Skip to Main Content
It looks like you're using Internet Explorer 11 or older. This website works best with modern browsers such as the latest versions of Chrome, Firefox, Safari, and Edge. If you continue with this browser, you may see unexpected results.
TWU logo

Faculty Services

Open Access

Open Access 

With the spread of the Internet came the possibility of providing easier access to scholarly research. However, much of the information was still locked behind publisher pay walls. The Open Access movement is an attempt to provide free access to as much scholarly literature as possible. "Open access (OA) literature is digital, online, free of charge, and free of most copyright and licensing restrictions."  (Suber, 2012)

There are two types of Open Access:

Gold Standard

Articles published under gold standard open access are published by established academic publishers. Typically, authors or granting agencies pay the publishers to release accepted publications as open access. Publishing fees can sometimes be funded by the researcher's grant.

Green Standard

Articles published under green standard open access are typically made available by the authors on an institutional repository, university website, or personal website. TWU is moving towards establishing an institutional repository to facilitate the archiving of academic publications. Many granting agencies now require publicly funded research to be released as an open access document within a year of publication. See the Tri-Agency link below for an example of the requirements for Canadian Government-funded research.

Further information

Suber, P. (2012). Open access. Cambridge, Mass: MIT Press.

Tri-Agency Open Access Policy on Publications

Open Access Explained! youtube 

Further Reading

Further Reading

Berger, M., & Cirasella, J. (2015). Beyond Beall’s List Better understanding predatory publishersCollege & Research Libraries News76(3), 132-135.

Beaubien, S., & Eckard, M. (2014). Addressing faculty publishing concerns with open access journal quality indicatorsJournal of Librarianship and Scholarly Communication2(2), 8.

Butler, D. (2013). The dark side of publishingNature495(7442), 433-435.

Canadian Association of Research Libraries (CARL) Identifying and avoiding predatory publishers: a primer for researchers.pdf

Eger, T., Mertens, A., & Scheufen, M. (2021). Publication cultures and the citation impact of open accessManagerial and Decision Economics42(8), 1980-1998.

Gillis, Alex. (2017). Beware! Academics are getting reeled in by scam journals. University Affairs.

Kennedy MS. Predatory Publishing Is No JokeAm J Nurs. 2015;115(4):7 9

Mills, M. (2020). Global trends in open access publication and open dataJournal of Applied Clinical Medical Physics21(12), 4.

Pickler, R., Noyes, J., Perry, L., Roe, B., Watson, R., & Hayter, M. (2014). Authors and readers beware the dark side of Open AccessJournal of advanced nursing.

CRKN-SAGE Open Access Portal Guidelines

If you are publishing with Sage journals, they offer APCs (article processing charges) discount for publishing in their pure gold open access journals, under our CRKN consortium agreement. The APCs are waived for Sage's hybrid open access journals. See the document below for the CRKN-SAGE Open Access Portal guidelines, where you will see the detailed workflow process for authors who publish in Sage open access journals. If you have any questions regarding open access publishing with Sage journals, email Qinqin Zhang at the Library.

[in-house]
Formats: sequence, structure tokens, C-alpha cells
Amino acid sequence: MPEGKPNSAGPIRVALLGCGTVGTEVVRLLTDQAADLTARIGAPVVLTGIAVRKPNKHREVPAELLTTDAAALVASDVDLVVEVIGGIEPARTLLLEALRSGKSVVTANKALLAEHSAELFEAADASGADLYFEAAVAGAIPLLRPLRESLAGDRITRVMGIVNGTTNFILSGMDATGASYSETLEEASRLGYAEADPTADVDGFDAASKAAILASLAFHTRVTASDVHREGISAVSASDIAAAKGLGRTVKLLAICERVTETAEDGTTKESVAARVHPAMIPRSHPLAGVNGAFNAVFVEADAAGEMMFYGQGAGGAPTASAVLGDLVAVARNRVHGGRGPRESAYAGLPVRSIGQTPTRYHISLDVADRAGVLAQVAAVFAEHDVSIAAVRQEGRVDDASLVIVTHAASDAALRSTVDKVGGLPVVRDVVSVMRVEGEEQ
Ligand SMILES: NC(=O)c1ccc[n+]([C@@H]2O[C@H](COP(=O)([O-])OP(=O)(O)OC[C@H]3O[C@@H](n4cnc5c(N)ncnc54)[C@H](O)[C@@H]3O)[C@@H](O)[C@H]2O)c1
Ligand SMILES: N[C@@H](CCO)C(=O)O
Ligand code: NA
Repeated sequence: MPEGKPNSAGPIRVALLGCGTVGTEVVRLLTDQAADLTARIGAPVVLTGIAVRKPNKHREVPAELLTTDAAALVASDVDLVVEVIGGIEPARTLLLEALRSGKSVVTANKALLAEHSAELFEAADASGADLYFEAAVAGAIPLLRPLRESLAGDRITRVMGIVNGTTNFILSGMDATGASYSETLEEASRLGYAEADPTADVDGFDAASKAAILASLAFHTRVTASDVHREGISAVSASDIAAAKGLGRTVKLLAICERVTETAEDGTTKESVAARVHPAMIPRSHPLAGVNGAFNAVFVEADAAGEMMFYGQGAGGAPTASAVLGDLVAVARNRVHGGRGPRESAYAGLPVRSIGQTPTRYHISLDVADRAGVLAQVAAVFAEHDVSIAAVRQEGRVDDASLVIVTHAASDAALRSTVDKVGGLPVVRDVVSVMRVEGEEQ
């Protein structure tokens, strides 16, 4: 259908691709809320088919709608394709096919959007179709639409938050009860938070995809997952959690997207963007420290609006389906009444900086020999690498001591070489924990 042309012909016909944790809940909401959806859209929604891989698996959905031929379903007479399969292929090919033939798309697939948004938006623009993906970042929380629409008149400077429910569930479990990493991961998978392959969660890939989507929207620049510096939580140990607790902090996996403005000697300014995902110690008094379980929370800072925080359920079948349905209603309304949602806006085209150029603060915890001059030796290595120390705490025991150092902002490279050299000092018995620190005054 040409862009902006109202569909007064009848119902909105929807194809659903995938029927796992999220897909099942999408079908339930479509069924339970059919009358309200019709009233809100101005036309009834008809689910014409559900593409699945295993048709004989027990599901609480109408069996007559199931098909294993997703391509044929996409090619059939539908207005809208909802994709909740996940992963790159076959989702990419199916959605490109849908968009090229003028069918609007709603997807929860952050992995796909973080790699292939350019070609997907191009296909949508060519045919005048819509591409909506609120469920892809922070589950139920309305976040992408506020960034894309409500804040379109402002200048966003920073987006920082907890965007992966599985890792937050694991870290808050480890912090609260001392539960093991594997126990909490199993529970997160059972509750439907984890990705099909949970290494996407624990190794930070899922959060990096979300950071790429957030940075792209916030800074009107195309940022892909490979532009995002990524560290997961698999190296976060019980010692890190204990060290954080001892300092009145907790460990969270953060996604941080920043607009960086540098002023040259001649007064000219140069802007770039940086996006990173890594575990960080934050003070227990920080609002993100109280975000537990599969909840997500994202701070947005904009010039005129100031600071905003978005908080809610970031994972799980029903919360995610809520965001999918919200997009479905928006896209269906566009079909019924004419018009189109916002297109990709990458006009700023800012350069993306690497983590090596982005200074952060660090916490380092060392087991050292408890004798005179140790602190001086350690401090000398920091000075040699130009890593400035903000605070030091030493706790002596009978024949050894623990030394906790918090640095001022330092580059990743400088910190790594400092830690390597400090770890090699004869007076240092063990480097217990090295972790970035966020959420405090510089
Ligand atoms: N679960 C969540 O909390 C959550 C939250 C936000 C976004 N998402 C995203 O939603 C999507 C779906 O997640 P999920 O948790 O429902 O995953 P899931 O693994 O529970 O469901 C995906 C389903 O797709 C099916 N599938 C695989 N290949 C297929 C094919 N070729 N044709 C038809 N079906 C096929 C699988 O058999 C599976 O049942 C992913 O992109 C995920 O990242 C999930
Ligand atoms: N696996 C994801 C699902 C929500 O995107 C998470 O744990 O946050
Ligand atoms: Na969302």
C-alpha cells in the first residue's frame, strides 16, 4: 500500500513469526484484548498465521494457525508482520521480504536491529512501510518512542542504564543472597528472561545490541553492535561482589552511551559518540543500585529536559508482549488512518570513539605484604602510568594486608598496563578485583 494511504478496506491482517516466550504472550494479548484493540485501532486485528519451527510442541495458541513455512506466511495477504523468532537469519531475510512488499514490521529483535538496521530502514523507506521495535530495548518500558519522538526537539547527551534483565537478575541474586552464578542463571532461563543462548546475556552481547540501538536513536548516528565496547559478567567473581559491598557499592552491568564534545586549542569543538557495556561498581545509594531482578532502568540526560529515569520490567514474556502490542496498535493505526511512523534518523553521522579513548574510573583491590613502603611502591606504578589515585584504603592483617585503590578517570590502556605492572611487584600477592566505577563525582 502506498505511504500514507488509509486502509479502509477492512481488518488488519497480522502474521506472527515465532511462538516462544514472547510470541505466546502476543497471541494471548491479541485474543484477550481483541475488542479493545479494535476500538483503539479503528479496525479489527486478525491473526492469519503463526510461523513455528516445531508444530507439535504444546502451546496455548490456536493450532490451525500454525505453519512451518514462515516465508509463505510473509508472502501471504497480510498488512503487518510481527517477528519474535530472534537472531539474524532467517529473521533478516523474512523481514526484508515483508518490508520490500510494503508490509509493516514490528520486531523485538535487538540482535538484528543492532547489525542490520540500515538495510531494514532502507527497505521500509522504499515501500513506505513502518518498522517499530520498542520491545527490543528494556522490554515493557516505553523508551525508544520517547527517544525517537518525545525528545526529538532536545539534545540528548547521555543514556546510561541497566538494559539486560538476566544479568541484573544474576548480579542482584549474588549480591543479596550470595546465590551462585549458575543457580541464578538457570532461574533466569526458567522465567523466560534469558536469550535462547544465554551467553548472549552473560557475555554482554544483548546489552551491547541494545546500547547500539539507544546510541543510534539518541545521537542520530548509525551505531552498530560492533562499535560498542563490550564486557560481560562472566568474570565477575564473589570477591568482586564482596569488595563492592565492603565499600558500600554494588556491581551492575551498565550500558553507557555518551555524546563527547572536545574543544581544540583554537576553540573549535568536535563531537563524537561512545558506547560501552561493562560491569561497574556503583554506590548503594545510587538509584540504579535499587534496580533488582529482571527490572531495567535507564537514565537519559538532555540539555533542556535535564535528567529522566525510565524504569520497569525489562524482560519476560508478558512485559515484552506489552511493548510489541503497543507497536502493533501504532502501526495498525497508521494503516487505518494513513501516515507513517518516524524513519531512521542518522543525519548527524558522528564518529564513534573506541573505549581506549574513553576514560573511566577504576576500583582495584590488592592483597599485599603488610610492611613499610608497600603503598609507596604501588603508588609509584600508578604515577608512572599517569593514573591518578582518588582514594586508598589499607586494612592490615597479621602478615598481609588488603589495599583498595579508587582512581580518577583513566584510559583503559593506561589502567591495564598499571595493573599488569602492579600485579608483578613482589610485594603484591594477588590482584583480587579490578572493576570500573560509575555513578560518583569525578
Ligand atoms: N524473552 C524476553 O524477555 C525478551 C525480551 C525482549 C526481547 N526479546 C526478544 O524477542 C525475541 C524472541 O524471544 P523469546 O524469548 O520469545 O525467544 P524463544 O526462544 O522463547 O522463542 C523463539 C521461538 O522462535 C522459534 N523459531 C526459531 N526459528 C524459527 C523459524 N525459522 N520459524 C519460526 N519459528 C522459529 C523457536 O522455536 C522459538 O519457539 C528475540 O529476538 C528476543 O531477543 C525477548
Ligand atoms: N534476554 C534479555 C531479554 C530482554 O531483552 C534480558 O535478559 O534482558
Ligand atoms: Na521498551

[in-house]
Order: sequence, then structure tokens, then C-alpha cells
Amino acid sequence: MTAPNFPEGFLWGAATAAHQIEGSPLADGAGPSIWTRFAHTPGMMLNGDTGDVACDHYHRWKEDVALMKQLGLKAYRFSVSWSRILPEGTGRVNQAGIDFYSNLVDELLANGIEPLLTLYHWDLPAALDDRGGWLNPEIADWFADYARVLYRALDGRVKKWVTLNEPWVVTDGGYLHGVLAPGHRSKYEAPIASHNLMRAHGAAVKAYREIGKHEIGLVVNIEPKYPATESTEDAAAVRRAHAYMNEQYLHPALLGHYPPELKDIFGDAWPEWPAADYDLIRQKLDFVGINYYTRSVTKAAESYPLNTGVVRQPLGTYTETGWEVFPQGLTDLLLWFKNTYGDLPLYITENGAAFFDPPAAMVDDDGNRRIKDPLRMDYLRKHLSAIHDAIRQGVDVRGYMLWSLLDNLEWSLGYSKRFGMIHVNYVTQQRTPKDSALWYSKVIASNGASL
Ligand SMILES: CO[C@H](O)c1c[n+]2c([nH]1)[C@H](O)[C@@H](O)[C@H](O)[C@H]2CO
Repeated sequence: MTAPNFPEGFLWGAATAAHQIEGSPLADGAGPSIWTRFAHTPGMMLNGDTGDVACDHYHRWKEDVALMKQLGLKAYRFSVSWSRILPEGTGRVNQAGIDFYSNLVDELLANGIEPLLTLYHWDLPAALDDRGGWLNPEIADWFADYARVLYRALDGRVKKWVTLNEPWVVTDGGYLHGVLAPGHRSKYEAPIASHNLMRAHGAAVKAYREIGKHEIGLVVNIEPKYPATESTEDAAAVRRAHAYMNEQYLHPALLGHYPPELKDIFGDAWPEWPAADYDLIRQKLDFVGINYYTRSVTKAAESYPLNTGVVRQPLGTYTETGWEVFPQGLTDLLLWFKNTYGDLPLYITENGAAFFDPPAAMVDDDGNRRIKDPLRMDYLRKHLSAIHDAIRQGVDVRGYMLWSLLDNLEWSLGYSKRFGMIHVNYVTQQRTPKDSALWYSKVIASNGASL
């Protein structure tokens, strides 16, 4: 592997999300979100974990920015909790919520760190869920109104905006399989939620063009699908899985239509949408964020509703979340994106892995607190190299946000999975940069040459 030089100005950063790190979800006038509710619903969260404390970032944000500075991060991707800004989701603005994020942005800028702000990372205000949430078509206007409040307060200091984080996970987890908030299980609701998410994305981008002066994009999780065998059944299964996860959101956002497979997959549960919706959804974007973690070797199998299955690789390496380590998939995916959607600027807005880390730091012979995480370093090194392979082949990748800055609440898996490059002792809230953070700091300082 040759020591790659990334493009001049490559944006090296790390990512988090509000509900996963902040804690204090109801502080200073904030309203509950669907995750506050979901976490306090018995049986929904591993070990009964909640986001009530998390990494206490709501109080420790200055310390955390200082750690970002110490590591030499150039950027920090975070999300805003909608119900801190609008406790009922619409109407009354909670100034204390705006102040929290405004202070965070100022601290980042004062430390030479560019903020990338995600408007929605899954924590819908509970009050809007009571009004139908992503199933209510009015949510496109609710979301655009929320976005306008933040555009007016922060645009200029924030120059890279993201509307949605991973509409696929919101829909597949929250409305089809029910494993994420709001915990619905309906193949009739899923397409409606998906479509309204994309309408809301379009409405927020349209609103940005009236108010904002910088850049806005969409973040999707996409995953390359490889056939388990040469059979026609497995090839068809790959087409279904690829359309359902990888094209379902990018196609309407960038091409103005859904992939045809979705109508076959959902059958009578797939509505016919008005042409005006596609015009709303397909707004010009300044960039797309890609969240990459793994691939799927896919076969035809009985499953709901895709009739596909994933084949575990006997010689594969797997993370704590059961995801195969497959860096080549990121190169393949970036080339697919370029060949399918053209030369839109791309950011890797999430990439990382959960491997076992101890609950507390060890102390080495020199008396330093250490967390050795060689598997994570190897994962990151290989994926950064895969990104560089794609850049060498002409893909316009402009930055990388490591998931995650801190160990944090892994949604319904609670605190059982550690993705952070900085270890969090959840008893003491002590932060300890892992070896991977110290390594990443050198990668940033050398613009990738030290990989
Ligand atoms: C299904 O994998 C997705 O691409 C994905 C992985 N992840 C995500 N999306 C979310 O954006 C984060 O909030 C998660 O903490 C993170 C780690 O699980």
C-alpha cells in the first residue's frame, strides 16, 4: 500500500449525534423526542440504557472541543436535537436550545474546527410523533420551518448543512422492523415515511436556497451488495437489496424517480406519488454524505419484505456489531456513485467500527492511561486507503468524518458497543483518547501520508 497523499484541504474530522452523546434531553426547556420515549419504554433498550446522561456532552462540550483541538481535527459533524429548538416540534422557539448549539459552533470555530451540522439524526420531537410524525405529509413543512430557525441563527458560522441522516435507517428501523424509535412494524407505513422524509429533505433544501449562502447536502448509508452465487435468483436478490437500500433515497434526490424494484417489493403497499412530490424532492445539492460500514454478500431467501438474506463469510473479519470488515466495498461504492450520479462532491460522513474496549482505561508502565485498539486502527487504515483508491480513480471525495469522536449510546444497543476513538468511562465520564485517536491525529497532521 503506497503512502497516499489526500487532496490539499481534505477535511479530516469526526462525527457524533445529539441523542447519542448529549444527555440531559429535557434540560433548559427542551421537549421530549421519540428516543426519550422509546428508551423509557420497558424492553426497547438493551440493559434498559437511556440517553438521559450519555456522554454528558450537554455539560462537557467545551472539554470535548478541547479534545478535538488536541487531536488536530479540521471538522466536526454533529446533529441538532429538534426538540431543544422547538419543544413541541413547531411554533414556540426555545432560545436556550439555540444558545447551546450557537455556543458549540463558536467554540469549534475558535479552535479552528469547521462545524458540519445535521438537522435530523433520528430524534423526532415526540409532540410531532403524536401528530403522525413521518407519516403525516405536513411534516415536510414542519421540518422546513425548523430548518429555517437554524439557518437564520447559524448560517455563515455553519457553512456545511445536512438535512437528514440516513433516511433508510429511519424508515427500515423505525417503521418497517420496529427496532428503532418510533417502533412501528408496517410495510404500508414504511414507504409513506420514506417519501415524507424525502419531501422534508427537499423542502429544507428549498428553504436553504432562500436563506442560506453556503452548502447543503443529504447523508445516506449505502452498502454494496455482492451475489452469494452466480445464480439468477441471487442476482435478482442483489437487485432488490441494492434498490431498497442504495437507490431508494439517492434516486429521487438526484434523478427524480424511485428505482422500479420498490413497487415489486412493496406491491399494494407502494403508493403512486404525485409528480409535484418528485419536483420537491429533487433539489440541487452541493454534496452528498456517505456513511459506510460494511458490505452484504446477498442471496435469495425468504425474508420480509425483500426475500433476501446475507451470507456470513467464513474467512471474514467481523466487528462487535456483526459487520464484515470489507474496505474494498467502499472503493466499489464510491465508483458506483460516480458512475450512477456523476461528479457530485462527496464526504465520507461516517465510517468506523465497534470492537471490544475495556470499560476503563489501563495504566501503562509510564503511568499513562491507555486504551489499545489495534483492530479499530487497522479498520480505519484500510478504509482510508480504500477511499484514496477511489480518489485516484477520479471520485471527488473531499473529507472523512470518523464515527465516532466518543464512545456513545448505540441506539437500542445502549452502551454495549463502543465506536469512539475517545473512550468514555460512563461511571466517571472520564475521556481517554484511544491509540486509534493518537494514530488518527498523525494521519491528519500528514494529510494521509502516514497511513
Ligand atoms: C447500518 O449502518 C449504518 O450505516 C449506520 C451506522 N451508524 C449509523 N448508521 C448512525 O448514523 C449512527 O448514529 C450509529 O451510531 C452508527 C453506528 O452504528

Predatory Open Access Publishers

With the increase in open access publishing has come a corresponding increase in what University of Colorado librarian Jeffrey Beall calls "predatory open access" publishers. These are "publishers" whose primary goal is to make money by charging unwary scholars to publish their research in online publications of dubious academic rigour. The Directory of Open Access Journals (DOAJ), an organization that vets open access journals, is more diplomatic, preferring to call them "questionable" journals.

Recognizing Predatory Open Access

  • Unsolicited e-mails offering opportunities to publish in areas outside one's area of expertise.
  • Journals which publish articles from an unrealistically wide range of academic disciplines. One calls itself "Journal For All Subject" [sic] and offers to publish in 31 disciplines, including arts, commerce, clinical research, electronics, philosophy, law, etc.
  • Unrealistically short turn-around times for peer review - often as short as a couple of weeks.
  • Poorly designed websites with grammar and spelling errors.
  • Hidden charges for publication. Many reputable OA journals charge for publication, e.g., PLOS ONE, but they also provide rigorous peer review.
  • Vague descriptions of the peer review process, e.g., single blind review where the reviewer knows the author, but the identity of the reviewer is hidden. While this is not necessarily a fatal flaw, it does make it easy for unscrupulous publishers to use non-existent or unqualified reviewers who may do only perfunctory reviews.
  • Already published issues of journals contain low-quality articles. 
  • Indexed only by Google Scholar or Ulrich's.

Getting Help

If you have questions about the quality of a publisher, feel free to contact Qinqin Zhang or Bill Badke and we'll be glad to help.

Blacklist of Possibly Predatory OA Journals

In January 15, 2017, Beall's List was removed from the web, reportedly because of threats of litigation by the groups it targeted.

Beall's original list with additional updates was relaunched at https://beallslist.net/. This site offers useful explanations: https://www.immunofrontiers.com/list-of-predatory-journals-and-trusted-resources-2022

The DOAJ "whitelist" is still a valuable tool in determining the quality of an open access journal.

Whitelist from the Directory of Open Access Journals (DOAJ)